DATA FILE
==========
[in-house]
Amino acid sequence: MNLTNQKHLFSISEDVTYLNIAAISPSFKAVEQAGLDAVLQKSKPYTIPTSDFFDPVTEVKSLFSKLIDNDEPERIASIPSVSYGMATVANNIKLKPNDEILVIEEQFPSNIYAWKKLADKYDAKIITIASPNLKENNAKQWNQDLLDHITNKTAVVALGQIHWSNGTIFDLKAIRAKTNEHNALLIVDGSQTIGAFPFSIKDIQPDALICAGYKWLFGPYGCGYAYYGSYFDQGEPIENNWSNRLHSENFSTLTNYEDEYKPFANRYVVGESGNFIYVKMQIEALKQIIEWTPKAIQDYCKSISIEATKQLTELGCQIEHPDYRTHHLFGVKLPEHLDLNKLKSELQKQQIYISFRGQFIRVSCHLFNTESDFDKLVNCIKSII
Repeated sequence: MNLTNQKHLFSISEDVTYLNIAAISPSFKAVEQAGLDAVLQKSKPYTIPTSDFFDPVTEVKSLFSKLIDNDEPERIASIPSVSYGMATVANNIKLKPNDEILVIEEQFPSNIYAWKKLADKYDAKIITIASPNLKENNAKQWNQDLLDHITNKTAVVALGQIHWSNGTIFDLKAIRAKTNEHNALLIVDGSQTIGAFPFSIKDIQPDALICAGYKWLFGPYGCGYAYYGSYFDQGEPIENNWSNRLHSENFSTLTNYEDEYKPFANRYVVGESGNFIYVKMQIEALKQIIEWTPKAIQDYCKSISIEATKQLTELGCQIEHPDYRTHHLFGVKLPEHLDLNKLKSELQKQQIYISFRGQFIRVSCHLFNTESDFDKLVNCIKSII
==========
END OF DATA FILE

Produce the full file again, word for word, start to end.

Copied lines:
[in-house]
Amino acid sequence: MNLTNQKHLFSISEDVTYLNIAAISPSFKAVEQAGLDAVLQKSKPYTIPTSDFFDPVTEVKSLFSKLIDNDEPERIASIPSVSYGMATVANNIKLKPNDEILVIEEQFPSNIYAWKKLADKYDAKIITIASPNLKENNAKQWNQDLLDHITNKTAVVALGQIHWSNGTIFDLKAIRAKTNEHNALLIVDGSQTIGAFPFSIKDIQPDALICAGYKWLFGPYGCGYAYYGSYFDQGEPIENNWSNRLHSENFSTLTNYEDEYKPFANRYVVGESGNFIYVKMQIEALKQIIEWTPKAIQDYCKSISIEATKQLTELGCQIEHPDYRTHHLFGVKLPEHLDLNKLKSELQKQQIYISFRGQFIRVSCHLFNTESDFDKLVNCIKSII
Repeated sequence: MNLTNQKHLFSISEDVTYLNIAAISPSFKAVEQAGLDAVLQKSKPYTIPTSDFFDPVTEVKSLFSKLIDNDEPERIASIPSVSYGMATVANNIKLKPNDEILVIEEQFPSNIYAWKKLADKYDAKIITIASPNLKENNAKQWNQDLLDHITNKTAVVALGQIHWSNGTIFDLKAIRAKTNEHNALLIVDGSQTIGAFPFSIKDIQPDALICAGYKWLFGPYGCGYAYYGSYFDQGEPIENNWSNRLHSENFSTLTNYEDEYKPFANRYVVGESGNFIYVKMQIEALKQIIEWTPKAIQDYCKSISIEATKQLTELGCQIEHPDYRTHHLFGVKLPEHLDLNKLKSELQKQQIYISFRGQFIRVSCHLFNTESDFDKLVNCIKSII